AMUPAKIN is a self-organised birthing centre run by a collective of traditional Kichwa midwives. We specialise in ‘natural’, vertical births using traditional tools and techniques, including plants and chants, and we also provide a range of holistic health services for women as well as men, including steam baths and medicines tailored to specific conditions, especially in the context of female reproduction.

We also welcome tourists, volunteers, students and researchers who want to learn about our culture and get to know the Amazon, or as we call it, ‘the forest’ (la selva).

Birth, as well as sex and death, are magical moments in a life and we aim to preserve the sacred aspects of existence as we move in to uncertain times of climate chaos, political unstability and the threat of civilisational collapse.

We are custodians of and continue to maintain and develop ancient knowledge systems that have evolved in a symbiotic praxis with the forest and all its beings – such as spirits, plants and animals – and which have been handed down to us by our grandmothers and grandfathers. Together with the rest of humanity – and there are many similar systems of knowledge and ecological praxis in other places – we assert our right to engage in the further evolution of cultures that enrich the earth and our habitats and leave the world a better, richer, more diverse environment for our children. The skills, knowledge and ideas, as well as value practices that underpin habitat enriching cultures are necessary for our collective, future thriving as human beings.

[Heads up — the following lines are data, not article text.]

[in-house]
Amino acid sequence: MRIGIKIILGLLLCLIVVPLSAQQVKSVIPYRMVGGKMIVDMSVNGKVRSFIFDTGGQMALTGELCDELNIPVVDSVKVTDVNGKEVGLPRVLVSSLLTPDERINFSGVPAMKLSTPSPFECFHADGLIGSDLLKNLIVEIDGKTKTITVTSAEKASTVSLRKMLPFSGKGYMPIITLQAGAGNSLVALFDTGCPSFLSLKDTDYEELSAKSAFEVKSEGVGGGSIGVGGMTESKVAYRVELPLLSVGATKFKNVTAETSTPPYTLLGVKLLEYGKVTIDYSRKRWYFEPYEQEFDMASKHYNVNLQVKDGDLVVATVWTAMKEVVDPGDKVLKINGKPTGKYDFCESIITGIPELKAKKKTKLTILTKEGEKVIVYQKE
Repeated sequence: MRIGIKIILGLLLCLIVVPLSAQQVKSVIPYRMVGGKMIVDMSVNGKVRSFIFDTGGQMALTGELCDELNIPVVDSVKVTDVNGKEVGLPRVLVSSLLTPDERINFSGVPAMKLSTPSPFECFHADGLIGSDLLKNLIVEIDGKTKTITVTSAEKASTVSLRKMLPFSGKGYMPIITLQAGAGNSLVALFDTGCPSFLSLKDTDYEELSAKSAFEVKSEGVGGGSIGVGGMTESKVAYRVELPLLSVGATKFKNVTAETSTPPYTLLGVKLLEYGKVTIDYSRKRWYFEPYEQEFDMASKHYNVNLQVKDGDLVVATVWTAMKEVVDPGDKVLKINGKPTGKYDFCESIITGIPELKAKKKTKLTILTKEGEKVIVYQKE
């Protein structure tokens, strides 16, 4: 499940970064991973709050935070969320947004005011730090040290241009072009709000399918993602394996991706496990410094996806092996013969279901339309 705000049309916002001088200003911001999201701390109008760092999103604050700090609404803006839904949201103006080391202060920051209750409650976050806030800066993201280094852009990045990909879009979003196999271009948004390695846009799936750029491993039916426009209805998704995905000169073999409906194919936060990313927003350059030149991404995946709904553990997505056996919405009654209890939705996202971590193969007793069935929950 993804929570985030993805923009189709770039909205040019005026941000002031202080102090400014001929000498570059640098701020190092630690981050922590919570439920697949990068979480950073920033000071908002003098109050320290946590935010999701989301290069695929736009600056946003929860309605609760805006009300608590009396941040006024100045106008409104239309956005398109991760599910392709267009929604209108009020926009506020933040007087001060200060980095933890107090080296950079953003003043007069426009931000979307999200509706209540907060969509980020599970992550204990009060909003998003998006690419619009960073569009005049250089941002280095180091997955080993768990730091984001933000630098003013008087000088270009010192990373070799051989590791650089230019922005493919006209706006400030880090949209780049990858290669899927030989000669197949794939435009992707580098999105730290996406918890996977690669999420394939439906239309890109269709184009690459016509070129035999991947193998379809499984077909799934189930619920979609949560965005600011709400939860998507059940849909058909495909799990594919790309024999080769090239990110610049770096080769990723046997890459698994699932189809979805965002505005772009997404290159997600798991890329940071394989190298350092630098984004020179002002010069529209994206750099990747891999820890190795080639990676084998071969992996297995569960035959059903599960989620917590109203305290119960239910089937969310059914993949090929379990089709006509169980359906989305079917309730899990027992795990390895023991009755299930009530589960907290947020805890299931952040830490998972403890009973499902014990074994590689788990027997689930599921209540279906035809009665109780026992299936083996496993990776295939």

The power of women as ‘those who know’ about reproduction was always central to Kichwa culture, and, we believe, to women everywhere in the past. We decide when we want to have sex for pleasure and when we want to conceive, where and how we want to give birth, and how to support our children’s health as they grow up.

Traditionally there is no opposition to men – who are our brothers, husbands, sons, fathers and grandfathers – and we work together to keep our families and communities together on the principles of mutual respect and complementarity.